Property owners can give a sigh of relief as the Finance Minister Colm Imbert has assured that the property tax will not be retroactive.
He made the comment in the Senate on Friday, while piloting the Valuation of Land Amendment bill.
Imbert was responding to Independent Senator Anthony Vieira, who cited anxiety on the part of some people about “back taxes,” asked, “Will the tax be retroactive or will it be forward looking?”
Imbert said, “You will see me come to the Parliament later on in the year. Again, I don’t want to complicate things; and all of the taxes up to 2023 would be waived because you can’t impose a tax without a Valuation roll. I’m very familiar with judicial review – these days, I get one every other day…
“But we will not be imposing taxes in a situation where we have not yet created a roll. So, we’re creating the rolls in ‘23 so the taxes will be imposed for ‘23 going forward and I’ll bring legislation to make that crystal clear … along with some other minor tweaking we’re doing.”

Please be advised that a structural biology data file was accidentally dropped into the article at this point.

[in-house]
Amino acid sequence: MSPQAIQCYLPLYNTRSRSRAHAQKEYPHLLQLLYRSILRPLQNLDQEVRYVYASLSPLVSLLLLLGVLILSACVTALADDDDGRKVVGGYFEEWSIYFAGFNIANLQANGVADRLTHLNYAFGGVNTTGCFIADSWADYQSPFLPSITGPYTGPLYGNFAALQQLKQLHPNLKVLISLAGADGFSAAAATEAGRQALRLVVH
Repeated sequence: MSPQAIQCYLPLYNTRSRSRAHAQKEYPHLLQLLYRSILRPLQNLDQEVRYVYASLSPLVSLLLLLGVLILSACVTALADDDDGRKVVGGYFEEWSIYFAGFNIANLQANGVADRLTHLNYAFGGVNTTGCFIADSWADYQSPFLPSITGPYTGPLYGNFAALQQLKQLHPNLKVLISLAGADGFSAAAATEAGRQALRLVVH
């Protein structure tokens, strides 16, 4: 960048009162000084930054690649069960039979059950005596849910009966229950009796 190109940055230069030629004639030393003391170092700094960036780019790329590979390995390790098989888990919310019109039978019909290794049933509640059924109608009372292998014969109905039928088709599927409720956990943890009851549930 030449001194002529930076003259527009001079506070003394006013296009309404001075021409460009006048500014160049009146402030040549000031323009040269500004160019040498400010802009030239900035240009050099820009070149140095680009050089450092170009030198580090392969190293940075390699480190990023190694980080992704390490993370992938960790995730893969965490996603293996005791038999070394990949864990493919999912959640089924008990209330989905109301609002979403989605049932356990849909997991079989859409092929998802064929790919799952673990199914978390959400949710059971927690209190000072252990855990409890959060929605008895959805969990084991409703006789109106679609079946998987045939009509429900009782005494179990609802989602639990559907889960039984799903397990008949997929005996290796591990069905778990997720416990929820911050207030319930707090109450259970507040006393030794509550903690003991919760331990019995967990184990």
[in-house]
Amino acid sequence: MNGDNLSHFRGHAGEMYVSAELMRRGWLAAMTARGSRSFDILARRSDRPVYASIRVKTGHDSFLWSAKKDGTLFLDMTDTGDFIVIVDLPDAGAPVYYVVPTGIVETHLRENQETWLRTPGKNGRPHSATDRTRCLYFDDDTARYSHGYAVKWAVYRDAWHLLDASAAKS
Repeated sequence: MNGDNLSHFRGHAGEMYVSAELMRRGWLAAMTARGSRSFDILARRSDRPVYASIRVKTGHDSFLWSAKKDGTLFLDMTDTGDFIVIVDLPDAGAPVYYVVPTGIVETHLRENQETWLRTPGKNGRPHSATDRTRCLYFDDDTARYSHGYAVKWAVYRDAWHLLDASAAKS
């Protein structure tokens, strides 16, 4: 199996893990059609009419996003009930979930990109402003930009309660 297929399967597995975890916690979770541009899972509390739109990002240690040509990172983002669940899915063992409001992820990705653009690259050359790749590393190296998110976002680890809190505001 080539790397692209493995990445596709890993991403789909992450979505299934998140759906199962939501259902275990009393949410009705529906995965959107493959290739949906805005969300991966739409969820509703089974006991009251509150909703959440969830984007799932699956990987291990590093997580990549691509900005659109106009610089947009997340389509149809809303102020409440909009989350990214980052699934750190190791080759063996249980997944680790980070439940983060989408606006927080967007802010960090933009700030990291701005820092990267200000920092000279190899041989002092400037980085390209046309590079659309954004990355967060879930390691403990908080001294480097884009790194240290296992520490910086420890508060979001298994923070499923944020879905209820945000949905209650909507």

He said property tax is only applicable to land in certain categories – residential, commercial, industrial and agricultural. Tax from residential properties will be collected and retained by regional corporations for their use in Local Government reform.
Imbert cited the response from both PNM and UNC corporations of not having money to do various things.
He added, “We’re looking at ways of how we can ring fence these taxes so that they will go to the purpose intended – garbage collection, local infrastructure et cetera – and not be wasted and squandered on other things.”
He said Government was also looking at a form of reporting by the councils to the population and the Parliament. He said there was no point in corporations collecting $30m-$40m annually of residential property tax and that money isn’t used for productive purposes.
Imbert estimates that 50 per cent of all residential properties in T&T will pay property tax of “somewhere between” $540 annually and $1,080 annually.
The bill was passed in the House of Representatives recently and passed in the Senate last night.
He said the middle class may pay between $1,800 and $2,700 annually.
Imbert said if someone was unable to pay the tax due to hardship if they are on old age pension, public assistance/disability grants or have minimal income, they could apply to the Inland Revenue Board for deferral of the tax.